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Bre-RO
Uber contributor

Trauma 101

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What is trauma? 

 

Life is full of twists and turns, some of which can be shocking and scary. When we or someone close to us experiences an event that threatens physical or emotional safety, our bodies might go into a stress response, a normal reaction to out-of-the-ordinary experiences. 

 

Trauma describes those experiences in life and the impact they can have. A single-event trauma, like a natural disaster, assault or accident, can overwhelm the body's natural response to stress and make it difficult to cope with daily life. 

 

Multiple traumatic events, like domestic and family violence, abuse, bullying and neglect, can lead to complex trauma, which you can read about in more detail here.

 

Everybody responds differently to trauma. Our personal history, age, culture, gender, family and social life all play a role in making sense of hardships. It's important to acknowledge that a traumatic event doesn't lead to post-traumatic stress for everyone. 

 

After experiencing a traumatic event, it's normal for people to experience the following symptoms: 

 

Initial symptoms

 

  • shock 

  • guilt

  • anger

  • fear

  • helplessness

  • sleeping troubles, including nightmares

  • difficulties with daily life, like going to school or work

  • headaches and dizziness 

  • upset stomach 

  • being easily startled 

  • changes in appetite

 

In many cases, with some time and support, coping with a traumatic event gets much easier. However, some people find that their symptoms continue or get worse. 

 

Reoccurring symptoms

 

  • fear of reoccurrence 

  • dreams, flashbacks and frequent thoughts about the event

  • mood swings

  • anxiety and depression 

  • avoiding people, places or anything that will trigger a memory about the event

  • feeling disconnected from people and the world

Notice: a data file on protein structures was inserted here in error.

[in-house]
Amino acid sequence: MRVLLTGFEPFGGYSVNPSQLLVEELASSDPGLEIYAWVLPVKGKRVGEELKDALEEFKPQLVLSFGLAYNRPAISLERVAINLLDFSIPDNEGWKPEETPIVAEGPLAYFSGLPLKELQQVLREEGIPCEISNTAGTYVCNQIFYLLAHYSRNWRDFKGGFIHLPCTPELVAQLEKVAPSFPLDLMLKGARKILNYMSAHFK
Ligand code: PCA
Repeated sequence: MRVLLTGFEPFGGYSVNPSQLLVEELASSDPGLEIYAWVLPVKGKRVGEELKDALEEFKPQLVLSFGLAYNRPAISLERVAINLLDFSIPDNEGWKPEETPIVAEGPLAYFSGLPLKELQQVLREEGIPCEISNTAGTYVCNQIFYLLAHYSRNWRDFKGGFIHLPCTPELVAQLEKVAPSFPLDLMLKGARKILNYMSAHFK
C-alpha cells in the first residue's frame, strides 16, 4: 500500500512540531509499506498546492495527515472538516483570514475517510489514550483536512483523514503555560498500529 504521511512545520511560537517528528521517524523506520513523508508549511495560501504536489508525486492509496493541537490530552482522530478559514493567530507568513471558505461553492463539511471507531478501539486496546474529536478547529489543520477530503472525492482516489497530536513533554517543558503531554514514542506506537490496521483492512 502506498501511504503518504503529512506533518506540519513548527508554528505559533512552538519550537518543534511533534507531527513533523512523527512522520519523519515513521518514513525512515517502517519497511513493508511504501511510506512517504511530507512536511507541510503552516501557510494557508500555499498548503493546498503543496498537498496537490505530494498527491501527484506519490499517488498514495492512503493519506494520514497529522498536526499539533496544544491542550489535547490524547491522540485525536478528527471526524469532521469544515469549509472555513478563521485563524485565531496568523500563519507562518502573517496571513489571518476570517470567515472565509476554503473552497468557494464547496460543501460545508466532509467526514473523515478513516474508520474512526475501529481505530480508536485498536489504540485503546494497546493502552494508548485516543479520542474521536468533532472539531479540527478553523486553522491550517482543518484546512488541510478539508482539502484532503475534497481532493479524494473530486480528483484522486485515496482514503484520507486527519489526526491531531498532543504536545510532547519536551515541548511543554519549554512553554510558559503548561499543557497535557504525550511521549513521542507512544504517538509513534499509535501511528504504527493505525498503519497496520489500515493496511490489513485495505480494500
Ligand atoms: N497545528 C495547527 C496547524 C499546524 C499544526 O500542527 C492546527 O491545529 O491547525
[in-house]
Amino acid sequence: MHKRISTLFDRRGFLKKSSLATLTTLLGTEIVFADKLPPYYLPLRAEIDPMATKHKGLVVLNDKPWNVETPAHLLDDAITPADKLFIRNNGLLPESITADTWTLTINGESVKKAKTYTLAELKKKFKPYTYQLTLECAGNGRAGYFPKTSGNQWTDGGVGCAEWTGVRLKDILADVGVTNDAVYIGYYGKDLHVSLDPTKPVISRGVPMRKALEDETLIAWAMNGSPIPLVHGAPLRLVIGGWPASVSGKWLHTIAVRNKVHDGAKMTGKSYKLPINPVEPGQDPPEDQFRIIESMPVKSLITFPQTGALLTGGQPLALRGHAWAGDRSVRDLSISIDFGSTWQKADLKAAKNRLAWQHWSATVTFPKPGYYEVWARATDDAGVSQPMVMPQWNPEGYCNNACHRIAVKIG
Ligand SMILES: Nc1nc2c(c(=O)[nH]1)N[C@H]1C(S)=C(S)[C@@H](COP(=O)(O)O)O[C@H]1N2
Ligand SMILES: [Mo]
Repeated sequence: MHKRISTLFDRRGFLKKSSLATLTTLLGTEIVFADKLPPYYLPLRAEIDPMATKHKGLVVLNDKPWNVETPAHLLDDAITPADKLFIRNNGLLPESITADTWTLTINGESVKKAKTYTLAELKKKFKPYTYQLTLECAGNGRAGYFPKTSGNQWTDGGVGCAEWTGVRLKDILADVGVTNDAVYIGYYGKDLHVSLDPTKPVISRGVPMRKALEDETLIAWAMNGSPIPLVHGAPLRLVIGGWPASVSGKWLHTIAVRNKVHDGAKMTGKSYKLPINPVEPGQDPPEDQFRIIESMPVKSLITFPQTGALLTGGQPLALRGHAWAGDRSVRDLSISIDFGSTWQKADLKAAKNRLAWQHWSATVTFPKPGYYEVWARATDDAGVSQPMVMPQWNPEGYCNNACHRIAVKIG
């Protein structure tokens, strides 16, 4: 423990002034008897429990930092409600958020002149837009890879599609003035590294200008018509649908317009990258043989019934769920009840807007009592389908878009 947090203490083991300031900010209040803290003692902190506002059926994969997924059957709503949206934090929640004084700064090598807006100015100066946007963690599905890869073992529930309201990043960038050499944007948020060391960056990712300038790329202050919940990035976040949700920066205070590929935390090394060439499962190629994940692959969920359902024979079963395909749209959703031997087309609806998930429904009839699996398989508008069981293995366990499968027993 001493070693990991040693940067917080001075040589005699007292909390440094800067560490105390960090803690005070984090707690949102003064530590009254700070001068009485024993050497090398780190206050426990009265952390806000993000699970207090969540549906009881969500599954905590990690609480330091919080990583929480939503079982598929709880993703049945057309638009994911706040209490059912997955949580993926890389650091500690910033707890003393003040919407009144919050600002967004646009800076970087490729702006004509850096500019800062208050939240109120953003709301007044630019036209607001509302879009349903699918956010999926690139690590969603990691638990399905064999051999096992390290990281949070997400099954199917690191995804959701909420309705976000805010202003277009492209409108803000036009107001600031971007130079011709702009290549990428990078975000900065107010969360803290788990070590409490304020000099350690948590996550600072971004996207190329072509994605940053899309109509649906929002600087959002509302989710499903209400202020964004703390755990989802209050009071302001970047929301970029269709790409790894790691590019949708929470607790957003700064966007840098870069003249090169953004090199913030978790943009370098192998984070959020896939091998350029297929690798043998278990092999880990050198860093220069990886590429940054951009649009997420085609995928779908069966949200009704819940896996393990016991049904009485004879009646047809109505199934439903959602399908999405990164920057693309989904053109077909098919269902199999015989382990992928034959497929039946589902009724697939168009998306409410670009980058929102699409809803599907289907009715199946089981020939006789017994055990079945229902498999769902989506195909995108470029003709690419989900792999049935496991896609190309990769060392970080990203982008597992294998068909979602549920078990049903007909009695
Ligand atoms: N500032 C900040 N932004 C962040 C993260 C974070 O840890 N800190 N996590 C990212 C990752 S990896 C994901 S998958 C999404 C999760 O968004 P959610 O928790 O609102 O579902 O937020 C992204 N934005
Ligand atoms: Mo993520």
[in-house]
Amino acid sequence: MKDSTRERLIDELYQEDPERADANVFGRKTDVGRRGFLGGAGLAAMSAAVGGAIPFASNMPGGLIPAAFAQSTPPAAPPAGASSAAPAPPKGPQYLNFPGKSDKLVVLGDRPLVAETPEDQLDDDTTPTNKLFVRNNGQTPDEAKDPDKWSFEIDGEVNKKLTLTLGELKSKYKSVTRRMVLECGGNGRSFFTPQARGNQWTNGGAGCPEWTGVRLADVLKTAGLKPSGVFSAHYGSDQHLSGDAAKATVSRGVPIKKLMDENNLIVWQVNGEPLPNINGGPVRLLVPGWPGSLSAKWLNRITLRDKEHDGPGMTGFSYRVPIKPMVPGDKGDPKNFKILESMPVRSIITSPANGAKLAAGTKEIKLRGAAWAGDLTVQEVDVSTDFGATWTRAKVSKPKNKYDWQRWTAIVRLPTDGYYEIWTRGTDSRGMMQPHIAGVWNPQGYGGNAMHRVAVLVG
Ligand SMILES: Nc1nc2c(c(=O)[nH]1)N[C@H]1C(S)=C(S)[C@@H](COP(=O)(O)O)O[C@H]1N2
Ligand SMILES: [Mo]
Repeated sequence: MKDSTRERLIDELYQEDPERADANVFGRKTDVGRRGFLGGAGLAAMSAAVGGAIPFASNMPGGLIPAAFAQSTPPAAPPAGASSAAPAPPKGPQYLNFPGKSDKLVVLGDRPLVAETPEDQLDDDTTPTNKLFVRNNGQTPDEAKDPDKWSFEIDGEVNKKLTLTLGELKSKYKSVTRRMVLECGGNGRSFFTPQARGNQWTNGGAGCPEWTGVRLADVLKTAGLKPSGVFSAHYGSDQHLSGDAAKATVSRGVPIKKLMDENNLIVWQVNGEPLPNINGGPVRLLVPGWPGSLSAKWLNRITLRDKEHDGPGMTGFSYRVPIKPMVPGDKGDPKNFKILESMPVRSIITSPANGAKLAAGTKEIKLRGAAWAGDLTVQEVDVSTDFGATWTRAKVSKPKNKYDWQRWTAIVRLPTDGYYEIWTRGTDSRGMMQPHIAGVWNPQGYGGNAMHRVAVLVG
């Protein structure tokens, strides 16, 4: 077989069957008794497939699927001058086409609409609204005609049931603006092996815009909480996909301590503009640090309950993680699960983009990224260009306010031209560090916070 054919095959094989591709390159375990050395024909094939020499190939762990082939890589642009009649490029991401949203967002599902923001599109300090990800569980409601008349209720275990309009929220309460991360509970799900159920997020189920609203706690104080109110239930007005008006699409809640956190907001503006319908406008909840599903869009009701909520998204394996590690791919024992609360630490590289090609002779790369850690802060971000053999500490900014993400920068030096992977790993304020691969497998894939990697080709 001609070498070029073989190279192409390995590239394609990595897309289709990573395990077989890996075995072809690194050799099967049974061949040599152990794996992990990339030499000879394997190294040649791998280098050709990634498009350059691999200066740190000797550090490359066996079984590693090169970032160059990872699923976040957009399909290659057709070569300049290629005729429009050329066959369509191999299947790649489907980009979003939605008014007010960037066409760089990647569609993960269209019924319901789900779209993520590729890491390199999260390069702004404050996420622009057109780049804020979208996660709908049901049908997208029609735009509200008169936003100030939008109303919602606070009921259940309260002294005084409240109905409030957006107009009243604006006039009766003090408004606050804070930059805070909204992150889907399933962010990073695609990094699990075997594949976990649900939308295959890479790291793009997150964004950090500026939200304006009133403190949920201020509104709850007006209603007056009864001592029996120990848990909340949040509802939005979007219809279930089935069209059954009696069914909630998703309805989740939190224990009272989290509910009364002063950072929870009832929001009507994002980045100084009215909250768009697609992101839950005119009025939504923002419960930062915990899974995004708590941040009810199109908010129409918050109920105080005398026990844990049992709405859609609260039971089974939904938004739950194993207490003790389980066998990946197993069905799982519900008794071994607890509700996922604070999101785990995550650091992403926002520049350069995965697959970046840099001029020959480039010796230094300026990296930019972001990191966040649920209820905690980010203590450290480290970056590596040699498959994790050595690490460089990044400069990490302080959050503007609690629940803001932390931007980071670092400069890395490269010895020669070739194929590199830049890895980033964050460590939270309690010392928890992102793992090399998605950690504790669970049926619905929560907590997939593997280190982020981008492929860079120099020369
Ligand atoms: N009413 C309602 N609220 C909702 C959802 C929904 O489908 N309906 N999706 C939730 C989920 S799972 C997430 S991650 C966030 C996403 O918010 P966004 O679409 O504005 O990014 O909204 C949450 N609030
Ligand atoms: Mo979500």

• substance use 

  • changes to beliefs about oneself and the world 

  • post-traumatic stress disorder 

 

Post-traumatic stress, or PTSD, is diagnosed by an appropriately qualified mental health professional when a person experiences ongoing trauma symptoms. Experiencing trauma and being diagnosed with PTSD is painful, but rest assured, it's possible to live free of the symptoms mentioned above. 

 

There are many ways to look after yourself if you've been through trauma: getting enough sleep, moving your body and connecting with loved ones can really help. However, if you find yourself experiencing ongoing distress, seeking professional help is an important thing to consider. 

 

We've put together a list of resources to help you find the right support for you.

 

Face to face mental health support 

 

👉🏼 Check out the face to face support slides on Anxiety 101 to learn about how to get a mental health care plan through your GP, the role of different mental health professionals and types of therapy. 

👉🏼  Trauma support directory is a national database of mental health professionals specialising in trauma. 

👉🏼  Act for Kids is a national support service for young people with a history or current experience of trauma. 

👉🏼  Bravehearts offer counselling, information and referral to young survivors of sexual assault. 

👉🏼  Elm Place is the home of support services for people whose lives have been affected by out-of-home care. 

👉🏼  STARTTS supports young people who are living with refugee trauma. 

 

Digital mental health support 

 

📱 Griefline 1300-845-745 offers telephone support, an online community and support groups for people coping with the loss of a loved one.

📱 Blue Knot 1300-657-380 supports adult survivors of childhood trauma and abuse through their helpline. 

📱 Beyond Blue has a trauma and PTSD online community where you can connect with people going through similar experiences. 

📱 This Way Up offers an online treatment program for people living with PTSD. 

📱 mentalhealthonline also runs an online PTSD program. 

📱 Check out the digital support slides on Anxiety 101 to learn about different kinds of digital support and telehealth. 

 

 

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